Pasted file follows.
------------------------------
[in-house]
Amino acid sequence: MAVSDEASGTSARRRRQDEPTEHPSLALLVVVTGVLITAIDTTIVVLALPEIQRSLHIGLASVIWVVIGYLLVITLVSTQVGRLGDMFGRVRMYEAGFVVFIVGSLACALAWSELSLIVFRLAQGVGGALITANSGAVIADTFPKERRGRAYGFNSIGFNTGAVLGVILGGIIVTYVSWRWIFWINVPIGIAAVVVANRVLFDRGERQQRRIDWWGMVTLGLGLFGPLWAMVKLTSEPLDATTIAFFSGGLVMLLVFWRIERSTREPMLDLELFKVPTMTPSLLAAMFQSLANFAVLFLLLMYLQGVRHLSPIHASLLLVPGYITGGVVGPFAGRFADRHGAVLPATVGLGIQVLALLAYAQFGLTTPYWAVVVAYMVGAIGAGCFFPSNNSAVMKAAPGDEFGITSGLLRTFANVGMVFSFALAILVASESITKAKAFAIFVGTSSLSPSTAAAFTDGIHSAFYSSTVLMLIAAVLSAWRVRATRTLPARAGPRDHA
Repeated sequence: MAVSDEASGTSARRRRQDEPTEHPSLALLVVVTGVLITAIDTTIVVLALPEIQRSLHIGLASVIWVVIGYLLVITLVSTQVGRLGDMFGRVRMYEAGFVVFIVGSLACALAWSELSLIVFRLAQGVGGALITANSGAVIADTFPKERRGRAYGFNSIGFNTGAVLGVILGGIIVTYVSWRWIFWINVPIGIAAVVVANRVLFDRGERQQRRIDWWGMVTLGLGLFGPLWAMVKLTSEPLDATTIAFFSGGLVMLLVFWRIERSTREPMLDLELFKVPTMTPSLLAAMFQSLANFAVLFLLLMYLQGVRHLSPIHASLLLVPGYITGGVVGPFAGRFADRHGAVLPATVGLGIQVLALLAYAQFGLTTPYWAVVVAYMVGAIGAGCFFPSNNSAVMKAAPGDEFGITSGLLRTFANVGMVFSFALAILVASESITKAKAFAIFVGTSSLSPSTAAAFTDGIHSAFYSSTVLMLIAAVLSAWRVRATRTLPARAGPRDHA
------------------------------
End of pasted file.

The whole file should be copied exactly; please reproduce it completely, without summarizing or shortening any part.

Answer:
[in-house]
Amino acid sequence: MAVSDEASGTSARRRRQDEPTEHPSLALLVVVTGVLITAIDTTIVVLALPEIQRSLHIGLASVIWVVIGYLLVITLVSTQVGRLGDMFGRVRMYEAGFVVFIVGSLACALAWSELSLIVFRLAQGVGGALITANSGAVIADTFPKERRGRAYGFNSIGFNTGAVLGVILGGIIVTYVSWRWIFWINVPIGIAAVVVANRVLFDRGERQQRRIDWWGMVTLGLGLFGPLWAMVKLTSEPLDATTIAFFSGGLVMLLVFWRIERSTREPMLDLELFKVPTMTPSLLAAMFQSLANFAVLFLLLMYLQGVRHLSPIHASLLLVPGYITGGVVGPFAGRFADRHGAVLPATVGLGIQVLALLAYAQFGLTTPYWAVVVAYMVGAIGAGCFFPSNNSAVMKAAPGDEFGITSGLLRTFANVGMVFSFALAILVASESITKAKAFAIFVGTSSLSPSTAAAFTDGIHSAFYSSTVLMLIAAVLSAWRVRATRTLPARAGPRDHA
Repeated sequence: MAVSDEASGTSARRRRQDEPTEHPSLALLVVVTGVLITAIDTTIVVLALPEIQRSLHIGLASVIWVVIGYLLVITLVSTQVGRLGDMFGRVRMYEAGFVVFIVGSLACALAWSELSLIVFRLAQGVGGALITANSGAVIADTFPKERRGRAYGFNSIGFNTGAVLGVILGGIIVTYVSWRWIFWINVPIGIAAVVVANRVLFDRGERQQRRIDWWGMVTLGLGLFGPLWAMVKLTSEPLDATTIAFFSGGLVMLLVFWRIERSTREPMLDLELFKVPTMTPSLLAAMFQSLANFAVLFLLLMYLQGVRHLSPIHASLLLVPGYITGGVVGPFAGRFADRHGAVLPATVGLGIQVLALLAYAQFGLTTPYWAVVVAYMVGAIGAGCFFPSNNSAVMKAAPGDEFGITSGLLRTFANVGMVFSFALAILVASESITKAKAFAIFVGTSSLSPSTAAAFTDGIHSAFYSSTVLMLIAAVLSAWRVRATRTLPARAGPRDHA